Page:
Both approaches rely on building and utilising relationships within communities.
The Alinsky model works on the assumption that there are more or less formal associations already in existence within a given area. The organiser’s job is to bring these associations together, to connect the connectors, with a sense of purpose.
The ABCD model also tries to make new connections, although these are often between individuals rather than formal associations. Once these connections have been made the creative collaboration can take place.
One might even speculate that a community organiser using the Alinsky method would be much more successful if they worked in an area that had benefited from one of Tessy’s Traveling Pantries than if they worked in an area where there was much weaker levels of social connection.
But perhaps I am drawing connections where none exist?
There is a tremendous irony at the heart of the current debate on AV. Politicians of all persuasions are looking the electorate in the eye and telling us, as sincerely as they can, that we are the audience with the greatest stake in the issue of voting reform. But their internal debates suggest something rather different. Where does that leave us?
Those in favour of AV tell us how unrepresentative the current system is, how only about a third of MPs secure a majority of the votes in their constituency, how many MPs can effectively ignore the needs and votes of many of their constituents, how the existence of safe seats means some don’t even need to work hard to engage their core support, and how most voters are effectively disenfranchised by this situation.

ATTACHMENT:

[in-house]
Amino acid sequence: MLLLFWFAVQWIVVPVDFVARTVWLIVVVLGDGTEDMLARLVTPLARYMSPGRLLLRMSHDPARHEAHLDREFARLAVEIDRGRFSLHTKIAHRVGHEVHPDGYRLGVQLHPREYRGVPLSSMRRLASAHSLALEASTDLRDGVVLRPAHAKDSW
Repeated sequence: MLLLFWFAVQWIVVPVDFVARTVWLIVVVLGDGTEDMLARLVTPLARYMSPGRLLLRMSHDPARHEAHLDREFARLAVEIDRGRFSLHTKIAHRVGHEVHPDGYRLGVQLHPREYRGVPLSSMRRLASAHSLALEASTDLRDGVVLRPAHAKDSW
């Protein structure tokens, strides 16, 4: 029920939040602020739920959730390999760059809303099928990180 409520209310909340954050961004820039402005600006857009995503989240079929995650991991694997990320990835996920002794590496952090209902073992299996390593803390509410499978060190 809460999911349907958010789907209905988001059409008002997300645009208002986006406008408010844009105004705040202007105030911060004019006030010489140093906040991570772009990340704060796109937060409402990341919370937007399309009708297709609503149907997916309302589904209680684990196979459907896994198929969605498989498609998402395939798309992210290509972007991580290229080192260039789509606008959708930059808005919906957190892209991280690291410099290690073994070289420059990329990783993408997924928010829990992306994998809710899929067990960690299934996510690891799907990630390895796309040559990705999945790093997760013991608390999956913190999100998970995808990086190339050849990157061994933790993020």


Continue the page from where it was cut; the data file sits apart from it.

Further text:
Those in favour of FPTP invoke the ghoul of perpetual coalition government and compromise, the fact that second, third and fourth choices should not have the same weight as first choices, the relative complexity of AV, and even the fact that AV is too small a step and should be rejected in favour of something closer to PR. Oh, and the fact that the only countries in the world to use AV for national elections are Australia, Papua New Guinea and Fiji (which is apparently considering a change anyway).
These are all reasonable arguments, and positive reasons to engage with the question of electoral reform. They should in themselves persuade people that it matters to them and encourage them to think about it and vote on it.
And yet, when those same politicians look each other in the eye, the debate takes a rather different course. Those in favour of AV claim that FPTP is mainly being defended by politicians with a stake in it (mostly the Conservatives). Those in favour of FPTP claim AV is really being advanced as a mechanism for increasing the power of the Lib Dems.
In other words, the debate turns negative, and is about power for politicians, not power for the people. And politicians, let’s not forget, have the loudest voices on this issue, so people are well aware of their internal wranglings. The debate on Newsnight a couple of nights ago, in which four politicians spoke a lot and two non-politicians said less, was a case in point.
Isn’t this exactly what we don’t need? Our voting system is at the heart of the relationship between Parliament and the electorate, and all politicians acknowledge that something needs to be done to engage with us again (even if they can’t agree on how). Surely an extended debate on the future of that system should be taken as an opportunity to re-engage people, and to persuade them of the importance of their part in the electoral relationship? It would be a shame if it actually reinforces the disconnect between us.
It comes down to the question of what are we voting for in May – something that matters to us, or something that really concerns the fortunes of 650 (for now) MPs?